At the junction of the Foothills of the Alps and the Little Plain, the lively acidic red wines ripen on the slopes of the Sopron and Kőszegi Mountains.
Lake Neusiedl offers a pleasant mesoclimate, the uniqueness of which lies not in the reflected light but in the warm air that stops above the lake.
Basically wines have a characteristic of pomegranate, berry, spicy, richness in tannin and minerals and wines are typically aged in oak barrels. Light white and rosé wines are also found here.
Viticulture and winemaking have been a major source of income for the wine region since Roman times, as evidenced by the legend of the Blaufrankish associated with Napoleon's army.
The flagship of the wine region is the Blaufrankish, which is said to have been named after the winemakers of the time (called poncichters in Sopron) to accept only the high-quality Blue Franc from French soldiers.
Before the phylloxera plague, however, the area was characterized by white wines, and the Blaufrankish wine itself began to become pupular only afterwards.
From the 1920s, exports to the states of the Monarchy were shaken and wine production in Sopron went into crisis.
This is when the economically cultivated Blaufrankish gradually came to the forefront, which guaranteed a balanced quality.
By 1987, Sopron was awarded the title of "city of wine". After the change of regime, family estates took over the role of a state-owned enterprise.
The climate around the Fertő and the vineyards of Sopron is determined by the proximity of the lake, because the humidity that accumulates over the water in the morning will make the air warmer and more humid.
The nearby mountains provide windier weather, which in turn results in lower humidity, making wines further from the lake less full-bodied but more acidic.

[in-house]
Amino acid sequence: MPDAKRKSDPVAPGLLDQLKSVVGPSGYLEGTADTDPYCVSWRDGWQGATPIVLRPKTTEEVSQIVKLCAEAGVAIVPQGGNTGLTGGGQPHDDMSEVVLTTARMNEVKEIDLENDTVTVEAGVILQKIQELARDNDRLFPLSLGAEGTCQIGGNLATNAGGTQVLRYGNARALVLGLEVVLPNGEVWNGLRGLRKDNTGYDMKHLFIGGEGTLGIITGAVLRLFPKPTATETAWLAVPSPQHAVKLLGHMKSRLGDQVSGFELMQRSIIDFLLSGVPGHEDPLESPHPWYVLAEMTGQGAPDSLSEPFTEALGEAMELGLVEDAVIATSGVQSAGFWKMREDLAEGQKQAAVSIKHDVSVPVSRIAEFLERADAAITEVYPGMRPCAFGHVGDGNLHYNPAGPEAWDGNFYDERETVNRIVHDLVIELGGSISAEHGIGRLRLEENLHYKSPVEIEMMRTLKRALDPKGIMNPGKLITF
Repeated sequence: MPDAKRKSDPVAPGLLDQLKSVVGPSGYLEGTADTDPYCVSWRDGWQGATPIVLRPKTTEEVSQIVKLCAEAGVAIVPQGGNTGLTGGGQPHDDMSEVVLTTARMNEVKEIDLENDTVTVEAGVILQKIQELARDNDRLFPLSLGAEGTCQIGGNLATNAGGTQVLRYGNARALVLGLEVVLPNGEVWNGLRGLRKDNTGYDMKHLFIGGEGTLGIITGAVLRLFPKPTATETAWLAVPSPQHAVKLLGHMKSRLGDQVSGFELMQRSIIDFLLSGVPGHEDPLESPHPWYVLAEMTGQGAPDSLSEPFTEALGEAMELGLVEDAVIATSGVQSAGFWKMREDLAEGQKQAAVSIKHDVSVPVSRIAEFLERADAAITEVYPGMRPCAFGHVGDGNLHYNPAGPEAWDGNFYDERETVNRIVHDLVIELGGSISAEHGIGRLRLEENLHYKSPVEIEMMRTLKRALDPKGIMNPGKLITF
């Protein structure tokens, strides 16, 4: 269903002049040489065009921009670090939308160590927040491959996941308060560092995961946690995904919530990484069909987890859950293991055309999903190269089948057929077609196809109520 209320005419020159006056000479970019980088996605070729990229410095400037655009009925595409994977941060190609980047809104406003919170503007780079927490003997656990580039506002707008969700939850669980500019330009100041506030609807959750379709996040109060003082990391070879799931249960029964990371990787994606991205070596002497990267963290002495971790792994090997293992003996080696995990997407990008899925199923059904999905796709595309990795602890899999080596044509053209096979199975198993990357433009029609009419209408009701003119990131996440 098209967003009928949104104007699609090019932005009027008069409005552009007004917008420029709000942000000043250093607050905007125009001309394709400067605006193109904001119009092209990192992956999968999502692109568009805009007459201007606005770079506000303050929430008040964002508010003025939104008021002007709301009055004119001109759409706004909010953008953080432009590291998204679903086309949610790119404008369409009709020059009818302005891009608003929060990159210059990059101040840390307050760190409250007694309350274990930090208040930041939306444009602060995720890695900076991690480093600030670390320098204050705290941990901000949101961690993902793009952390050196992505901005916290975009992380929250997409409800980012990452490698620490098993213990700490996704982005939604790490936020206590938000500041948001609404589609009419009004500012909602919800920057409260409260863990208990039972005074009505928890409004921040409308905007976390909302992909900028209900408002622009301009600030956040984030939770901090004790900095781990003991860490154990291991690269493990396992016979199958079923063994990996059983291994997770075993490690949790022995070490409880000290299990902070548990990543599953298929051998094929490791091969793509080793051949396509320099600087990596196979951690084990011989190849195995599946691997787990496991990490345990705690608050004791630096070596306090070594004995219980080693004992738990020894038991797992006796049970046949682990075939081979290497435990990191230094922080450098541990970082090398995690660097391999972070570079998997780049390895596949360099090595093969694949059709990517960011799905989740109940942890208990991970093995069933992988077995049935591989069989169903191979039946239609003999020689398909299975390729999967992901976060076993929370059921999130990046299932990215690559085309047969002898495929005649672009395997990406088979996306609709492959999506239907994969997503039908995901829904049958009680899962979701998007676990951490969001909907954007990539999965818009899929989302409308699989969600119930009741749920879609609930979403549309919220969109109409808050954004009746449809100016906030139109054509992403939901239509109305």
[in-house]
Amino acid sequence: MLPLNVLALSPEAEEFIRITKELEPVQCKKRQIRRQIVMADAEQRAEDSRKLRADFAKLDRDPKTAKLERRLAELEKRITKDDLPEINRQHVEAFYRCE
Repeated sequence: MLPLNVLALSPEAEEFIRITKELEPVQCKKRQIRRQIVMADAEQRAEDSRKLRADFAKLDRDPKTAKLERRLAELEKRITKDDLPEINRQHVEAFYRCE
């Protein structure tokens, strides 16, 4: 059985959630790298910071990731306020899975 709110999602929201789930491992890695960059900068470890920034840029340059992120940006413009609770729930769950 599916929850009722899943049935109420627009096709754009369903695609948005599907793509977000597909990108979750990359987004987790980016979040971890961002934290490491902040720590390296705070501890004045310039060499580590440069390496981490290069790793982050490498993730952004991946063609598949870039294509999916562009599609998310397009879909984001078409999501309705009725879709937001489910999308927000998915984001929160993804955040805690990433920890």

All in all, it is characterized by moderate continental weather with a good long warm autumn season.
Its higher and mountainous areas might have rocky clay soils, which give the wine mineralisation, and brown forest soil is also present, which is favorable to vine growing, providing the plant with the right nutrients and water. And because of the limestone present, the wine of Sopron will be rich in tannin.
Typical grape varieties
White grape varieties: grünervelteliner, chardonnay, Irsai Oliver
Blue grape varieties: Bluefrankish, zweigelt, cabernet sauvignon, merlot, pinot noir
"Sopron is clearly kékfrankos territory, with 1136 ha of the total area of 1533 ha under vines devoted to the grape. The remaining acreage is dominated by other black grapes.
Sopron is one of the few wine districts in Hungary where growers have apparently found a common ground. Kékfrankos is never missing from anybody's selection, and often claims pride of place in the cellar. The grape serves as a point of reference for the customer, enabling meaningful comparisons between styles and quality standards as represented by the district's wineries.
Among the runners-up are zweigelt (140 ha), cabernet sauvignon (120 ha), and merlot (75 ha). Yet one cannot form a true picture of the district's reds without taking into consideration syrah and pinot noir, of which there is very little but all the more remarkable in quality."